To the Child I’ll Never Have

To the Child I’ll Never Have

“If we had a little girl together, that’s what she’d look like.”

He said this to me recently while eating ice cream sundaes with our girls.

I slowly turned, a knot in my stomach, scared to look. As I glanced at the little girl in the corner (enjoying time with family), I knew exactly what he meant.

She was slight, with scraggly dark hair, almost as dark as his, and huge anime-like eyes — she resembled my childhood photos.

“If we ever had a baby,” I used to say to him, “she would be petite like us and dark. She would probably look nothing like her sisters. She’d look like you and me.”

I don’t know what you would look like, but we both thought that this stranger child was close. After that, my ice cream didn’t taste as sweet.

There’s no way to know precisely how you’d be because I will ever know you.

Sometimes I imagine you’re already out there, a baby created by nature and needing nurture from a family like ours. I question why adopting you would cost so much, keeping you forever out of reach. I wonder if our experience with special needs — me as a Deaf woman and he as a counselor and educator — would prepare us for someone uniquely perfect; a purpose behind our résumés all along. I ponder the reasons why our life led us here with our experience, love, and want, but without finances for fruition.

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Your sisters are not his by nature, either. They picked him, as I would choose you if the choice were mine.

Sometimes I imagine who you’d be if I had you before they took away the piece of me best left for creation. My body was too sick then, an incubator of medications, mucus, and misery. Would I have hurt you? Would you have survived? Would we have left the three of them alone, a family fractured in absence?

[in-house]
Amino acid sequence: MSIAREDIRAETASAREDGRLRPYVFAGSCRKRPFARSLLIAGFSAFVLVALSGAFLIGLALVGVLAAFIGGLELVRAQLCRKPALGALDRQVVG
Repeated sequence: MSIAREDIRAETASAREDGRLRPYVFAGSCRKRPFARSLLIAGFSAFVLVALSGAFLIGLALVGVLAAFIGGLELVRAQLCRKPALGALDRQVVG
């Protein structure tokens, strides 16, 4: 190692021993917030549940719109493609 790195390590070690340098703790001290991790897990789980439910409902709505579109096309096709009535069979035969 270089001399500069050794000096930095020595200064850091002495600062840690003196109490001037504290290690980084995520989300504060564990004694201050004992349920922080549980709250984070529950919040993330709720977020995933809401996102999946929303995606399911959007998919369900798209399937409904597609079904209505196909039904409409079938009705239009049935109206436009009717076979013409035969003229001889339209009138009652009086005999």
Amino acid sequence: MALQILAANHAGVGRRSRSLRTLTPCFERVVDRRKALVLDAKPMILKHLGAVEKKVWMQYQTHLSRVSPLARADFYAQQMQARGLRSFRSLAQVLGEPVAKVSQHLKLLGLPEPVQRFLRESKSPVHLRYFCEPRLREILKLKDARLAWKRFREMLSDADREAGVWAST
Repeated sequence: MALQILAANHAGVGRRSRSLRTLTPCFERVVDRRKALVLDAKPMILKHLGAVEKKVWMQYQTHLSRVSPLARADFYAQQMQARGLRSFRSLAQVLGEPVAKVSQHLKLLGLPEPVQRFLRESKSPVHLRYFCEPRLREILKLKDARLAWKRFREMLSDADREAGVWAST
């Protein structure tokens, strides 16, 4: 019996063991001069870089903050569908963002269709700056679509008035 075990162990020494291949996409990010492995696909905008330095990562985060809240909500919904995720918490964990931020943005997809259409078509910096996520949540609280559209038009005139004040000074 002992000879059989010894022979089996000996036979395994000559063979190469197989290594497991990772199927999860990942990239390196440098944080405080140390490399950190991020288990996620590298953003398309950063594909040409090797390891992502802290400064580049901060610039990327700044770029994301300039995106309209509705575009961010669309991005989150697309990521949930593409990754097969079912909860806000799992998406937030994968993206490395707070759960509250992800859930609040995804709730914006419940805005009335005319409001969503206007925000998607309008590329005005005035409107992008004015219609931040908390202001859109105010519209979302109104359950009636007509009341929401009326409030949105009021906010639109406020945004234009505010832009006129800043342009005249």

I’ve created twice before, of course. I wish you could meet them, too. For all the darkness that his hair and eyes impart, he has loved them through every dark moment, shining lightness into dusty corners you can’t imagine.

He has filled them with everything we dream of when thinking of Dad — like a single strand of sun drifting through the window, illuminating pieces of dancing dust we hadn’t seen before. Shining with such steadfastness that the forgotten bits begin to feel like glitter.

To watch him love again, to have that choice together — what a choice you’d be.

Looking at my daughters savoring sundaes, retrieving drips and drops from dimples and dresses, I wonder: Does it hurt less because I have them?

Yes. It does. It would be selfish to pretend otherwise. Many of my peers will never have this moment, not the dust with the sunshine or the spills with the sweet.

I am lucky. I didn’t know how sick I’d be before they were born, and in my not knowing, I survived. We survived. And here we are with sundaes.

Would you and I have done the same?

Even in loving them, the hurt of not loving you still stands. The not knowing is as painful as the known. The daydreams of who you would be — the phantom children with large eyes and dark strands, the hands I long to hold, together, between us. That longing will always be there.

I keep waiting for it to get better. For me to miss my uterus less. For him and me to miss the hope in each other. To stop searching in strangers, saving light for the dark. When will it get better?

Maybe it’s not meant to be. Perhaps I’ll always yearn for the choice, whatever that may be — for the longing to know, the wish for you.

But today, there was a little girl, a moment of sunlight, and an ice cream sundae.

Today, I remembered you. And it was exactly how it should be.

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